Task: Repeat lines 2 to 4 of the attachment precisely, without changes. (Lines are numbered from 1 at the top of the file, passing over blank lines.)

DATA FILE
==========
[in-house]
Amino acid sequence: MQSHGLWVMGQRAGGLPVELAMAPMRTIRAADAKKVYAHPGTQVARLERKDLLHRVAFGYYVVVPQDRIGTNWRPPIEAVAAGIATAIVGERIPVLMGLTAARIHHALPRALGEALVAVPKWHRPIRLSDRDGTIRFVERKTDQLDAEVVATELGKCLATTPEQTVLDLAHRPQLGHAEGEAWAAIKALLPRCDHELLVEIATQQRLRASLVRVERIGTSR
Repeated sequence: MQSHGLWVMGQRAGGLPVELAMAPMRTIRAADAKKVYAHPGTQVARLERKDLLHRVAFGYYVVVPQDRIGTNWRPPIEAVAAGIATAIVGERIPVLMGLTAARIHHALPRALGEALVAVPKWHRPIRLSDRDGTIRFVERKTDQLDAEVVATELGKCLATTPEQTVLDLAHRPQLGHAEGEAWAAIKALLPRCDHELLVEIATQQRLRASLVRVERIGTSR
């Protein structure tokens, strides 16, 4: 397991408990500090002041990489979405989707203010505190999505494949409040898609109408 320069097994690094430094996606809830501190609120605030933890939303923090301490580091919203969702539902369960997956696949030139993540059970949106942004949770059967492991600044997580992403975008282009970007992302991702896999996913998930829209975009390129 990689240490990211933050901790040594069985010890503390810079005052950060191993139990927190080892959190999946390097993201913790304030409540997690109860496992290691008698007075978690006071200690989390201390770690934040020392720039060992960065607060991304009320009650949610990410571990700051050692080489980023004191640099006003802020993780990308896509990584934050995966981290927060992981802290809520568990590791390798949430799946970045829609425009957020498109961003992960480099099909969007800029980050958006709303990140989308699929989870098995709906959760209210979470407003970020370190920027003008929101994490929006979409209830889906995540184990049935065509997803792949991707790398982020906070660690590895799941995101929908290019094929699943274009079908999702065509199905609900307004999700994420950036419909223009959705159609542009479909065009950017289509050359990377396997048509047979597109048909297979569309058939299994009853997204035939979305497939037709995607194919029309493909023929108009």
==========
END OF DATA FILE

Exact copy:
Amino acid sequence: MQSHGLWVMGQRAGGLPVELAMAPMRTIRAADAKKVYAHPGTQVARLERKDLLHRVAFGYYVVVPQDRIGTNWRPPIEAVAAGIATAIVGERIPVLMGLTAARIHHALPRALGEALVAVPKWHRPIRLSDRDGTIRFVERKTDQLDAEVVATELGKCLATTPEQTVLDLAHRPQLGHAEGEAWAAIKALLPRCDHELLVEIATQQRLRASLVRVERIGTSR
Repeated sequence: MQSHGLWVMGQRAGGLPVELAMAPMRTIRAADAKKVYAHPGTQVARLERKDLLHRVAFGYYVVVPQDRIGTNWRPPIEAVAAGIATAIVGERIPVLMGLTAARIHHALPRALGEALVAVPKWHRPIRLSDRDGTIRFVERKTDQLDAEVVATELGKCLATTPEQTVLDLAHRPQLGHAEGEAWAAIKALLPRCDHELLVEIATQQRLRASLVRVERIGTSR
């Protein structure tokens, strides 16, 4: 397991408990500090002041990489979405989707203010505190999505494949409040898609109408 320069097994690094430094996606809830501190609120605030933890939303923090301490580091919203969702539902369960997956696949030139993540059970949106942004949770059967492991600044997580992403975008282009970007992302991702896999996913998930829209975009390129 990689240490990211933050901790040594069985010890503390810079005052950060191993139990927190080892959190999946390097993201913790304030409540997690109860496992290691008698007075978690006071200690989390201390770690934040020392720039060992960065607060991304009320009650949610990410571990700051050692080489980023004191640099006003802020993780990308896509990584934050995966981290927060992981802290809520568990590791390798949430799946970045829609425009957020498109961003992960480099099909969007800029980050958006709303990140989308699929989870098995709906959760209210979470407003970020370190920027003008929101994490929006979409209830889906995540184990049935065509997803792949991707790398982020906070660690590895799941995101929908290019094929699943274009079908999702065509199905609900307004999700994420950036419909223009959705159609542009479909065009950017289509050359990377396997048509047979597109048909297979569309058939299994009853997204035939979305497939037709995607194919029309493909023929108009």